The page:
The frolicking rabbits in my backyard and even in my front yard at the beginning of this year didn’t really bother either I or my hubby. But boy, does that feeling change when you try to plant flowers or you have a garden.

Though rabbits are harmless creatures, they can cause some major problems for us gardeners. How many times have you discovered your young flowers or even your garden plants eaten down to the root?

a wild rabbit in the backyard

For me, through the years it has just been too many to count!

And then when they take up residence under your deck you find they have discovered the perfect cover from man, beast and weather. This invariably makes for a perfect spot for those pesky rabbits to start their family.

Granted, I would prefer to live in harmony with these creatures but sometimes, you need to find a way to advert their natural tendency or risk just having whatever you have planted eaten by these creatures.

As my husband’s complaints got louder over his lost cucumber plants and as my own concern began to grow when I planted my flowers, I knew I would have to find some natural ways to get the upper hand of these plant eating monsters.

So, with a little creative thinking and in some cases, some hard work I found natural solutions to control the rabbits.

How to Rid of Pesky Rabbits from Under a Deck

Our first failed attempt at keeping rabbits from making a place under our deck was when we decided to put up some nice lattice fencing around the deck’s perimeter.

Now it worked fine until they (the rabbits) dug under the lattice fencing. Granted, it was good sport for my dog. She enjoyed chasing after them, or staring under the lattice fencing for hours at a time at the rabbit(s).

But as you can imagine, this guarded close up of a dog only encouraged the long-eared creature to take up residence under our deck. Huh! Smart rabbit he knew he was safe from both human and dog.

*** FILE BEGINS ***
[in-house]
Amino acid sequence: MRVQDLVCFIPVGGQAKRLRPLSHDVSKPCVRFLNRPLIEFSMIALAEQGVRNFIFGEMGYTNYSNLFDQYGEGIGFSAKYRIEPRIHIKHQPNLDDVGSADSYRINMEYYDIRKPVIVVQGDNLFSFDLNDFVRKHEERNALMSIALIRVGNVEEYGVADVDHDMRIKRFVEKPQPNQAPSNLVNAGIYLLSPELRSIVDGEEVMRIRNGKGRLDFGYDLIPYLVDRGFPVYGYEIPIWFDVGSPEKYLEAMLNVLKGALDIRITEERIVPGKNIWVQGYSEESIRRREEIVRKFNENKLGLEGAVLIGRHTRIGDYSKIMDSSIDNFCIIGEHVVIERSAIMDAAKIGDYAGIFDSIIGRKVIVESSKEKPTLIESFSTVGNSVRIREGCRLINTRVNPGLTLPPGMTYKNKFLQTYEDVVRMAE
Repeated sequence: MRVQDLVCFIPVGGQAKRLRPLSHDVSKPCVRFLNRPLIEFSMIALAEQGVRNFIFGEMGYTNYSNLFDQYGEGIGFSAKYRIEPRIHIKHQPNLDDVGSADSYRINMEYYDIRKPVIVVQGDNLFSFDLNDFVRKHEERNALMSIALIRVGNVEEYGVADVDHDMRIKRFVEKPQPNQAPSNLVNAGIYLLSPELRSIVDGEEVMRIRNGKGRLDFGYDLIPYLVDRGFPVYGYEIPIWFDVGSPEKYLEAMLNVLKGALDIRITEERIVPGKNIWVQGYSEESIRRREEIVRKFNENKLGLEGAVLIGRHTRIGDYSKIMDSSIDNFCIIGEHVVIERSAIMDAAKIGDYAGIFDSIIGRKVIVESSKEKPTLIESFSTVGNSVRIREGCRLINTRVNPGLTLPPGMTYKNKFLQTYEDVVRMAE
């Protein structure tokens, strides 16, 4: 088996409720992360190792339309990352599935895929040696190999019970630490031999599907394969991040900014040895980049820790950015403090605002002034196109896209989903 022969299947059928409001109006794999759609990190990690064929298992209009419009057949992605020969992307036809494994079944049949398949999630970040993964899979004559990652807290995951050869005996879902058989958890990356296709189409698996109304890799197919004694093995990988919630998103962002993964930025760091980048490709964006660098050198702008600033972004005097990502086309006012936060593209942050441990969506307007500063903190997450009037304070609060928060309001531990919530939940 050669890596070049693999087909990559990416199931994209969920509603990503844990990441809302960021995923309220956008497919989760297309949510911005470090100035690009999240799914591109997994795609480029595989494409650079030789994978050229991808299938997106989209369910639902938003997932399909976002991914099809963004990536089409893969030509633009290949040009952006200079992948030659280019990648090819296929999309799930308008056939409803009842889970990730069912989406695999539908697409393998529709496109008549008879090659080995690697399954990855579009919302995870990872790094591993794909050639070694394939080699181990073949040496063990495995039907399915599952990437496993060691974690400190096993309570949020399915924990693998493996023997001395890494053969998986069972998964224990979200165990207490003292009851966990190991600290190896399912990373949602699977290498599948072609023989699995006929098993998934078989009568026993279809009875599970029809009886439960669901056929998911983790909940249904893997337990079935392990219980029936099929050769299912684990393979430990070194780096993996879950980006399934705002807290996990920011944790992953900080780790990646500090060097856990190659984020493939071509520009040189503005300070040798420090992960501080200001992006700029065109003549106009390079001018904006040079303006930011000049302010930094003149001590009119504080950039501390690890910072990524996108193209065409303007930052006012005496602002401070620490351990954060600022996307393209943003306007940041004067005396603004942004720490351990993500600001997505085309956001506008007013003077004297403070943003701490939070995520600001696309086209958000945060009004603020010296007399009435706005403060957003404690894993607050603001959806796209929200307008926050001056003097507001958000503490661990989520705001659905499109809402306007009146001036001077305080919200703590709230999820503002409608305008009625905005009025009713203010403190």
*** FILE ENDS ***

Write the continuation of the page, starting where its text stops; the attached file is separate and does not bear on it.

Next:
To get rid of this problem we did the following:

  1. Bought some chicken wire and new lattice work.
  2. Removed the old lattice work
  3. Dug 6 to eight inches down around the perimeter of the deck.
  4. Place chicken wire around the perimeter of the deck, using large stables to secure the chicken wire.
  5. Place the new lattice fencing over the chicken wire.

It should be noted that rabbits will chew their way through anything that is plastic or wood. So if you want to keep them out from under your deck use the chicken wire and use the lattice fencing as decoration over the ugly chicken wire.

Getting Rid of Pesky Rabbits in Your Garden

Now you would think a fence around a garden would be a deterrent for rabbits.

But yet again, their determination and our lack of chicken wire 6 to 8 inches below ground and around the perimeter of the fence, seemed to welcome the rabbits to our growing cucumber, tomato, and green beans plants.

Okay, I will have to admit; we felt a little lazy and really did not want to put that chicken wire around the garden. So we decided to try some different avenues.

Blood Meal

We got some blood meal or bone meal and placed it around our garden. It worked until it rained, then the smell faded and the rabbits returned.

And the smell does not last long anyway. It only lasts about two weeks before you have to apply another round of blood meal or bone meal around the perimeter.


We sprinkled dog hair and human hair around the perimeter. That worked for about two weeks. But since I only cut my husband’s hair we really did not have a ready supply.